and this is number 38 in the Mumonkan. We've talked about the Mumonkan. So there's no need to say what kind of book that is, except that it's a book of 48 cons, and is the first book which is usually assigned people who are working on subsequent carts. The title of the con is a buffalo passes through a window and the case reads. Go so said, To give an example. It's like a buffalo passing through a window. Its head horns and four legs have all passed through. Why is it that its tail cannot. And that's the end of the case. Then we have morons commentary. If you can penetrate to the point of this koan, open your Zen eye to it, and give a turning word to it, you will then be able to repay the four obligations above and help the three existences below If you still cannot do so, with the tail single heartedly, until you can really grasp it as your own. Then we have Mormons verse
If it passes through, it falls into a ditch. If it turns back, it is destroyed. This tiny tail, how extremely marvelous. And that's the end of the verse. For some biographical material on this, the master here goes Oh, and this of course, is the Japanese and the Chinese is what to fly in. And his dates are 10 124 to 11 104.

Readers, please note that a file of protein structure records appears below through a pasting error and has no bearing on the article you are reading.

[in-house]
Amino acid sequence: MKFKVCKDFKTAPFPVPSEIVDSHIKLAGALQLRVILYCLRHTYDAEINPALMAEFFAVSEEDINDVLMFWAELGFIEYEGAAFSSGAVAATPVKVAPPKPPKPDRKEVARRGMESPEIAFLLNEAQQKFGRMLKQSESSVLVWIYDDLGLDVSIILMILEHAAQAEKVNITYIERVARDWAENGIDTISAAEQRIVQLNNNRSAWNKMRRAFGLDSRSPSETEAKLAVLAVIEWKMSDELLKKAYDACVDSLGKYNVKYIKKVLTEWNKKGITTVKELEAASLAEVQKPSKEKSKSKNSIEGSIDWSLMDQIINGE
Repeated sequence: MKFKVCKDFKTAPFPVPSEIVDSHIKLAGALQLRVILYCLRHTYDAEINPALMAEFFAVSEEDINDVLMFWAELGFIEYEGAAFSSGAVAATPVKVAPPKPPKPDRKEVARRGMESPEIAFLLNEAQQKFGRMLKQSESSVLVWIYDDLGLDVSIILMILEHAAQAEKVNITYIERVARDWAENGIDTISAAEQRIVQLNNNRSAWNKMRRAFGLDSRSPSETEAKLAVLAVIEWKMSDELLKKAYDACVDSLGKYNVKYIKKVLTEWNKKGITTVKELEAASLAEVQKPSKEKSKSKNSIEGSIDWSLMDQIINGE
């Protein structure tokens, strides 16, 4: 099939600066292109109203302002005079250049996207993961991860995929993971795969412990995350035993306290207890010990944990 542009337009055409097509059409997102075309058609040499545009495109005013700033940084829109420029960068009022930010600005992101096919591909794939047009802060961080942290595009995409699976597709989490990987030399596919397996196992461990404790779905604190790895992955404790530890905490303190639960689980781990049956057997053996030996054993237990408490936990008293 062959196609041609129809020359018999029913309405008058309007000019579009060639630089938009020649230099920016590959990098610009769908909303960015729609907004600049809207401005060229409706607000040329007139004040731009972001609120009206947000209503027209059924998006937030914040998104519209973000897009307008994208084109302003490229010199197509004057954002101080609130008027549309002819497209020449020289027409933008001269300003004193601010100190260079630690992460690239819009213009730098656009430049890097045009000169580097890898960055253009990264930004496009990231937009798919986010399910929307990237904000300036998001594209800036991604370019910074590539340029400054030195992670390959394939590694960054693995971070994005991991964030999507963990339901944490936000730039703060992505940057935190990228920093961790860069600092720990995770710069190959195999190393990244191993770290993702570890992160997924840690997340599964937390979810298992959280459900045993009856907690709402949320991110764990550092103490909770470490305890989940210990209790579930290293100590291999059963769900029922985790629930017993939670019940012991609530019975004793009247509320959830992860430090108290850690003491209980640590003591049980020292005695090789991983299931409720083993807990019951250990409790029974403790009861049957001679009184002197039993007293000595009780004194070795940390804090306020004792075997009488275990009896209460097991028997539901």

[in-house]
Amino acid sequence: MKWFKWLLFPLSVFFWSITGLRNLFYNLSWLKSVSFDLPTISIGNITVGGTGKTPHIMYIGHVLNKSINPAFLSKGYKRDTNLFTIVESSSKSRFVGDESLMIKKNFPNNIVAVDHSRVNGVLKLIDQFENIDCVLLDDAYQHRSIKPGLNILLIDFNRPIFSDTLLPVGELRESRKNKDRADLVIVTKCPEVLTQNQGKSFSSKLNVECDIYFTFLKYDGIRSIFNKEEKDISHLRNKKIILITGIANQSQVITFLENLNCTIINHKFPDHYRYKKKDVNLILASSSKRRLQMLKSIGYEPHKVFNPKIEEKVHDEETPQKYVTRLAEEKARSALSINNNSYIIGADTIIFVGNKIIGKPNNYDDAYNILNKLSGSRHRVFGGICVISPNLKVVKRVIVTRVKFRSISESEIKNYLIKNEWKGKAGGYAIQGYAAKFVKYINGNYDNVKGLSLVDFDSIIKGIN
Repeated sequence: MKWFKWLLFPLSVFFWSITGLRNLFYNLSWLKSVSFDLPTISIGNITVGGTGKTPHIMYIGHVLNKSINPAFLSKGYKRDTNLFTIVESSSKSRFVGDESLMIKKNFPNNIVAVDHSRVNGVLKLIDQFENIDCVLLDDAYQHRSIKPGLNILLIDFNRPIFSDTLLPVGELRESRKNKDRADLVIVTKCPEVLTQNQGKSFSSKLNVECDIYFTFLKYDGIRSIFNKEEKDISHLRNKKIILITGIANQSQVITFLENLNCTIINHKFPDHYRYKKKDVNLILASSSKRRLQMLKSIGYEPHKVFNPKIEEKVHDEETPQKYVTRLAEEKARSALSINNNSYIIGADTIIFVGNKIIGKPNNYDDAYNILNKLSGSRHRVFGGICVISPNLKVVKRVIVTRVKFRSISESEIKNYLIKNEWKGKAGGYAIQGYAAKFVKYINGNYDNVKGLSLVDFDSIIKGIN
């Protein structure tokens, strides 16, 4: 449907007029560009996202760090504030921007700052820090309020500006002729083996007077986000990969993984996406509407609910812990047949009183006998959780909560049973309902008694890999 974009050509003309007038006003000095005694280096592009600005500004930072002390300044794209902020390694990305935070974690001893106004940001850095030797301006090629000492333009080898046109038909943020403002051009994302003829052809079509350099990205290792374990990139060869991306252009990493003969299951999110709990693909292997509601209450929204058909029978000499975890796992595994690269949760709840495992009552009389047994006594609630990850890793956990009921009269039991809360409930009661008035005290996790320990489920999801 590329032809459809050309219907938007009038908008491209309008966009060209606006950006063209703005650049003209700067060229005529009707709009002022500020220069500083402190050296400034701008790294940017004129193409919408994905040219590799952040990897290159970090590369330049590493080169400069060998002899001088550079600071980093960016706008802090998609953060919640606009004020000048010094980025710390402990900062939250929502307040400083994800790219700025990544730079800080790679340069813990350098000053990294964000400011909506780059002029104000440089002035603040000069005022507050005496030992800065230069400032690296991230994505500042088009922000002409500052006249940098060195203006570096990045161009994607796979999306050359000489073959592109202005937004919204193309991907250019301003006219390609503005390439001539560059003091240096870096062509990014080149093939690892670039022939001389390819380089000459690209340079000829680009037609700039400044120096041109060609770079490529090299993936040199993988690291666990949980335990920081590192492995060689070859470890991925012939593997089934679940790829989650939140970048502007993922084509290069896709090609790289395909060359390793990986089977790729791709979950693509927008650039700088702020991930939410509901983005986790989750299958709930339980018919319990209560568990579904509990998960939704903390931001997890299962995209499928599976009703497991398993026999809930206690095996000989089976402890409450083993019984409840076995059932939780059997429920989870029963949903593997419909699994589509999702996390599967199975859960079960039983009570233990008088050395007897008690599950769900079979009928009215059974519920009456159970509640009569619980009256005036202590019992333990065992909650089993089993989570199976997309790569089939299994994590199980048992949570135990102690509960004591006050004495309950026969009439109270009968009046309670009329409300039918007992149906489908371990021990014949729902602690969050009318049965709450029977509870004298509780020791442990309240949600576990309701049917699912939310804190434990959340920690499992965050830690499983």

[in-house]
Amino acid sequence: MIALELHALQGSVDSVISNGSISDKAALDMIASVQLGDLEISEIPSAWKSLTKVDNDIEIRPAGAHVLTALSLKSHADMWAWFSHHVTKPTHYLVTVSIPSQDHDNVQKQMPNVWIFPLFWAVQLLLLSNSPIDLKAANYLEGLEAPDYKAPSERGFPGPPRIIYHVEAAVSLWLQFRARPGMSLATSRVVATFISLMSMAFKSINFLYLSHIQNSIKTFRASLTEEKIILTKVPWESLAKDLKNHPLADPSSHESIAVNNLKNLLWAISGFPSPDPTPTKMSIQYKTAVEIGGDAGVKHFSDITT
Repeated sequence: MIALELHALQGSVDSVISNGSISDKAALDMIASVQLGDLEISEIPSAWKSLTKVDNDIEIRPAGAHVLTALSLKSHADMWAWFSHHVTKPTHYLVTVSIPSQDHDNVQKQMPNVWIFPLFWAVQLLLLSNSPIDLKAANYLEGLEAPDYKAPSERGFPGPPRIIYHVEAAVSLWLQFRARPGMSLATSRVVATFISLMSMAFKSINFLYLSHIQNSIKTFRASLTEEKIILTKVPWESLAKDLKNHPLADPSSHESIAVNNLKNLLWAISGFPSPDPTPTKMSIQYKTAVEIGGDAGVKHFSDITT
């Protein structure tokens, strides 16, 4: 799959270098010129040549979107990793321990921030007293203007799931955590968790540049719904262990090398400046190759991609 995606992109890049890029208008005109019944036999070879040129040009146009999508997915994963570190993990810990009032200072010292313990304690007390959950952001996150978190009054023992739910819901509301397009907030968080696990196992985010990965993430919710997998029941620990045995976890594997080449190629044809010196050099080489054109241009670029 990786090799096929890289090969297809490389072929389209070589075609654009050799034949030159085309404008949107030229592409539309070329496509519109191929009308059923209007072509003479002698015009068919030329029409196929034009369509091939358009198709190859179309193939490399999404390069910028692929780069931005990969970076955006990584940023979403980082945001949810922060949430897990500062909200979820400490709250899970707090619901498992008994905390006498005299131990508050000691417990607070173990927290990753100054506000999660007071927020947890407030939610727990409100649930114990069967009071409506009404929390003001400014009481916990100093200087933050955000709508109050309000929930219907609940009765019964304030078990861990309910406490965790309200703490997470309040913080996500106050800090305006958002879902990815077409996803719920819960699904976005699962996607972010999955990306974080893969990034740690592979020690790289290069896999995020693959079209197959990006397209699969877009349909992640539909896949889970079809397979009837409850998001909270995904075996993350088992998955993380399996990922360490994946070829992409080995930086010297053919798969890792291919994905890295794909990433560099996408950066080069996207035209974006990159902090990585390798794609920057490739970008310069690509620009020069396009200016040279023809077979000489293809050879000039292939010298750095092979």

said that he had reached the age of 35, before he left his home, to become a monk. And after taking the precepts, he first studied the consciousness only doctrines. But he became dissatisfied with these studies and began looking for a Zen master. A teacher in the SEC that transmits the buddha mind, you know, reading from Zen dust. And eventually he came to master one Qin phi one who was living on Mount for Shawn. And the first time that he met is Incan to give him his Japanese pronunciation. The old master said to him, the data gotta had a secret word, but Mark has sharper could not keep it hidden.
This is a very interesting expression. The Tathagata Of course, refers to the Buddha, the Buddha Shakyamuni and Mahakashyapa You will recall was his foremost disciple and there is the incident of where the Buddha didn't speak he twirled a flower and only Mahakashyapa smiled this became a call on is number four in the Mumonkan Tata gotta had a secret word, but Maka shopper could not keep it hidden